(South Seas) legend

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The biannual Transpac too short for you, then why not try the Transpac Tahiti which is more than half as long again. Of course you can always do both, like ocean racing veteran John Jordane…

Few of us have not dreamed about crossing clear blue seas and azure skies to arrive in an archipelago of sandy tropical islands and quiet lagoons framed by forests of palm trees. For three centuries this lure of the South Pacific has captured the imaginations of many generations of westerners who have come to regard this as the very definition of paradise.

It was in 1925 the Transpacific Yacht Club first harnessed this allure to organise a race a bit longer than their biennial 2,225-mile race to Hawaii: a 3700-mile race to Tahiti from San Francisco. With a start of only four entries, this bold adventure race nonetheless marked the start of what has been an enduring tradition among oceanic sailors to challenge themselves in long races to paradise.

Even though the start has since moved to Los Angeles and cut down the number of days getting off the cold coast and into the warm trade winds, the race is still run by TPYC at irregular intervals until the demand builds up to hold another. Regardless, the timing and logistics for this race are demanding, and over its entire history only 76 yachts have ever entered this race.

Which begs the question: why do it?
The veteran Pacific navigator John Jourdane, who has amassed an outstanding 18 Transpacs, four Pacific Cups, three Vic-Maui and three Tahiti races, has some thoughts:

‘The Hawaii Transpac is a sailor’s delight. Other than a possible rough, cold first two or three days, it is a warm, fast downwind run to Hawaii. The navigation is pretty straightforward: a close reach to the desired waypoint to cross the north Pacific high ridge to a chosen isobar (Stan Honey calls it the ‘slot’), then run down the slot across the Pacific until you reach your desired layline into the finish. Every day it gets warmer and the trade winds supply great wind and waves for surfing.

‘The Tahiti Race is a lot different. It is 3,570 miles instead of 2,240 miles. After the start, and rounding West End, you put up the spinnaker, and run for several days southwest past Mexico. Then the easterly trades build and you beam reach in a lot of wind for a few days. Next you have to find the narrowest area of the ITCZ (doldrums), where there will be little or no wind and lots of rain squalls. Once you cross the Equator, the southeast trades will fill in and it can be a very windy, rough beam reach or close reach to the finish in Papeete.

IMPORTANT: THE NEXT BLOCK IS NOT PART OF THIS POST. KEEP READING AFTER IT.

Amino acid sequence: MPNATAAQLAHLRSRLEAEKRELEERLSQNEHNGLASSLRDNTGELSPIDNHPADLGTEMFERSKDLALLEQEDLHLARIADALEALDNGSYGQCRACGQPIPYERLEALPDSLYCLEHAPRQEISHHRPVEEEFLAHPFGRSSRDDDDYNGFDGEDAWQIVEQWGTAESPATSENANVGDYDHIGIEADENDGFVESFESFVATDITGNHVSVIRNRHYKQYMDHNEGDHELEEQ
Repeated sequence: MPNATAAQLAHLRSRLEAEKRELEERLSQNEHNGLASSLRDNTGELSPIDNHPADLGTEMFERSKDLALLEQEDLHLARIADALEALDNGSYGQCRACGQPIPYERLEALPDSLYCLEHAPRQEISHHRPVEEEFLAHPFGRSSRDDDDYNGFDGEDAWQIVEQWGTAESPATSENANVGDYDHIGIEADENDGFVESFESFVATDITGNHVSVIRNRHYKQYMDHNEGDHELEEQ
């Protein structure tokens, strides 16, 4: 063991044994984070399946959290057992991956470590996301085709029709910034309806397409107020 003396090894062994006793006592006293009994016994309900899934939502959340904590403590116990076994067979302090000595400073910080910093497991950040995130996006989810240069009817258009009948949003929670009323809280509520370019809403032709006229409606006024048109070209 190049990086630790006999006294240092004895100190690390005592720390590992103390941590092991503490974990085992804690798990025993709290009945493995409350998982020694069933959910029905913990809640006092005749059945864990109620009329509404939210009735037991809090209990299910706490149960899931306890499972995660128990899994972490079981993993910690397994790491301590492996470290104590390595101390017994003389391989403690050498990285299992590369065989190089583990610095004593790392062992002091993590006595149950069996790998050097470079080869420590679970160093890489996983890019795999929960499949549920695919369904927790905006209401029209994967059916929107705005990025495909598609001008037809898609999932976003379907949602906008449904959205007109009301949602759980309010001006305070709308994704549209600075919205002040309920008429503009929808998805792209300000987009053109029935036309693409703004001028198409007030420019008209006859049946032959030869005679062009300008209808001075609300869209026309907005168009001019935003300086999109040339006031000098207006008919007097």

Main picture: this synoptic chart for the 3,570-mile Tahiti Race tells the story: it usually kicks off with a spinnaker run past Mexico to pick up the easterly trade winds, then a cracking beam reach and a tactical challenge to cross the doldrums, followed by more beam reaching to the finish.

Above: after more than a few sea miles... you’re assured a proper Polynesian welcome in Papeete

‘It's a much longer race, and can be rougher, but it is well worth the adventure. Even though Papeete is busy with tourists and cruise ships, it is still beautiful, and once you leave Papeete, the other islands are like Hawaii was 50 years ago.’

Jourdane plans to do both races in this next cycle: the 50th Transpac this year on Mr Bill, an Andrews 70, and the 2020 Tahiti Race with a team yet to be named.

In the last race edition in 2012, Karl Kwok’s Farr 78 Beau Geste finished in 14 days five hours, but due to light winds could not get close to the course record of 11 days, 10 hours set by Doug Baker’s Andrews-designed Magnitude 80 in 2008. This record run cut three days off the previous record set in 1994 by Fred Kirschner’s 70ft Kathmandu.

With an average speed of 13 knots over the 3,571-mile course, could Magnitude 80’s mark be quite easily broken? Comanche’s 2017 race record in the LA-Honolulu Transpac was set for an average speed of 20.2 knots, so a Tahiti race record would seem ripe for the plucking.

Yet besides the ocean greyhounds hunting down record opportunities, there is another group that may be very interested in the Tahiti Race 2020: maxis, superyachts and those migrating west from their 2019-20 winter season in the Caribbean towards Auckland in time for the events affiliated with the 2021 America’s Cup.

Ocean passage racing for maxis and superyachts is not one of the ‘usual’ offerings in the Pacific offshore racing calendar. Boat captains are typically concerned about the risk of breaking things and the logistics of dockage and boatyard facilities needed for maintenance and repair of the complex systems installed on these magnificent yachts. Yet for all its bucolic splendour in quiet anchorages, Tahiti also has modern marina and boatyard facilities to act as a suitable stopover destination for transpacific passages to New Zealand.

Besides, Transpac Tahiti 2020 is not among the world’s ‘usual’ races – it’s something unique that beckons as a Legend of the South Seas.

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